The CPC series was pitched against other home computers primarily used to play video games and enjoyed a strong supply of game software. The comparatively low price for a complete computer system with dedicated monitor, its high resolution monochrome text and graphic capabilities and the possibility to run CP/M software also rendered the system attractive for business users, which was reflected by a wide selection of application software.

During its lifetime, the CPC series sold approximately three million units.

Cleaning / Replacement of the little rubber, reconstruction of pitches with a soft pencil:

source: wikipedia cpcwiki.eu

Amstrad (Schneider) CPC 464 (German – Grey Keys) + Repair

August 24th, 2013 No comments
Amstrad CPC 464 (German - Grey Keys)

Autopsy:

from Wikipedia:

The Amstrad CPC (short for Colour Personal Computer) is a series of 8-bit home computers produced by Amstrad between 1984 and 1990. It was designed to compete in the mid-1980s home computer market dominated by the Commodore 64 and the Sinclair ZX Spectrum, where it successfully established itself primarily in the United Kingdom, France, Spain, and the German-speaking parts of Europe.

The series spawned a total of six distinct models: The CPC464, CPC664, and CPC6128 were highly successful competitors in the European home computer market. The later plus models, 464plus and 6128plus, efforts to prolong the system’s lifecycle with hardware updates, were considerably less successful, as was the attempt to repackage the plus hardware into a game console as the GX4000.

The CPC models’ hardware is based on the Zilog Z80A CPU, complemented with either 64 or 128 kB of memory. Their computer-in-a-keyboard design prominently features an integrated storage device, either a compact cassette deck or 3″ floppy disk drive. The main units were only sold bundled with a colour or monochrome monitor that doubles as the main unit’s power supply. Additionally, a wide range of first and third party hardware extensions such as external disk drives, printers, and memory extensions, was available.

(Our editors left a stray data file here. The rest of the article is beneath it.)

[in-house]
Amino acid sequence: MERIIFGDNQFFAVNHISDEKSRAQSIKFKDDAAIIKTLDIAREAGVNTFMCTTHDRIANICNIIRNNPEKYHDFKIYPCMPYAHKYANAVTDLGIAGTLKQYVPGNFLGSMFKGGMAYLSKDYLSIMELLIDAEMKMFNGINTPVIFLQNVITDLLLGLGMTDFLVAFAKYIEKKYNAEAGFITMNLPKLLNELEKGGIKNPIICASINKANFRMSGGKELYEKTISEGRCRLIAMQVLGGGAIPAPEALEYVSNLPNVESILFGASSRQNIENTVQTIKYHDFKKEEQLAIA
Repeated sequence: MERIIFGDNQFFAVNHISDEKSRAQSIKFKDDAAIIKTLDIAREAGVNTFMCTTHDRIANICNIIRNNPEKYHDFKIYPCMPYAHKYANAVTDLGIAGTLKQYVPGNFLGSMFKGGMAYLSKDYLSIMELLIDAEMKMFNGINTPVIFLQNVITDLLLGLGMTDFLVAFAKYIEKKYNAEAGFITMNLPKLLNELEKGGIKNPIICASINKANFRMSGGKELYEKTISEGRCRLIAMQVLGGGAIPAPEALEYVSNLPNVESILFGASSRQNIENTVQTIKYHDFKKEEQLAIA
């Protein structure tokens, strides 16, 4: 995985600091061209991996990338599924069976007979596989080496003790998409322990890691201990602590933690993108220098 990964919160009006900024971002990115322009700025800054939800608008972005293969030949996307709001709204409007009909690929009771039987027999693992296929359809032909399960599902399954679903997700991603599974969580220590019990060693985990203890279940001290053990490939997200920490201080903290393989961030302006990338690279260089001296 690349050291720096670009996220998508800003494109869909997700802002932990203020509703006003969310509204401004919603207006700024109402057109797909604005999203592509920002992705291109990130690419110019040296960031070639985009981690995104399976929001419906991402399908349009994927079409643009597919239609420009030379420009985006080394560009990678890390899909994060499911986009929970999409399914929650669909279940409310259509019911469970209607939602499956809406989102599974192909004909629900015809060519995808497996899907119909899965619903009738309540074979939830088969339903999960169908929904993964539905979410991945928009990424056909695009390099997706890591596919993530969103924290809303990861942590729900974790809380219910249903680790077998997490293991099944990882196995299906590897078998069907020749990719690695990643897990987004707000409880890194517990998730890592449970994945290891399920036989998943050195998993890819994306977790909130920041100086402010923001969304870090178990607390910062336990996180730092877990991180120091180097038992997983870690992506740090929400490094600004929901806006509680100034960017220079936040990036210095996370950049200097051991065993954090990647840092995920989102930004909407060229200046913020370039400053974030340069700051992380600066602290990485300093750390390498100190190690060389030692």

The CPC series was pitched against other home computers primarily used to play video games and enjoyed a strong supply of game software. The comparatively low price for a complete computer system with dedicated monitor, its high resolution monochrome text and graphic capabilities and the possibility to run CP/M software also rendered the system attractive for business users, which was reflected by a wide selection of application software.

During its lifetime, the CPC series sold approximately three million units.

Replacement/Adaptation of a power switch for Amstrad CPC 464:

source: wikipedia cpcwiki.eu

Amstrad CPC 664 Repair Keyboard Membrane

June 6th, 2013 1 comment

I ran the repair of the membrane that had a micro interruption, i have used a micro-drop of vinilic glue mixed with the graphite that i have scraped from the pencil ikea, i made a thin film on the microfracture and now it works.

There were other problems, including: graphite consumed in some keys and the keyboard connector (pcb side) don’t work very well.

Amstrad CPC 664

June 6th, 2013 No comments
Amstrad CPC 664

Autopsy:

The horrible holes for the switch and the button are used to halt the CPU and RESET.

from Wikipedia:

The Amstrad CPC (short for Colour Personal Computer) is a series of 8-bit home computers produced by Amstrad between 1984 and 1990. It was designed to compete in the mid-1980s home computer market dominated by the Commodore 64 and the Sinclair ZX Spectrum, where it successfully established itself primarily in the United Kingdom, France, Spain, and the German-speaking parts of Europe.

The series spawned a total of six distinct models: The CPC464, CPC664, and CPC6128 were highly successful competitors in the European home computer market. The later plus models, 464plus and 6128plus, efforts to prolong the system’s lifecycle with hardware updates, were considerably less successful, as was the attempt to repackage the plus hardware into a game console as the GX4000.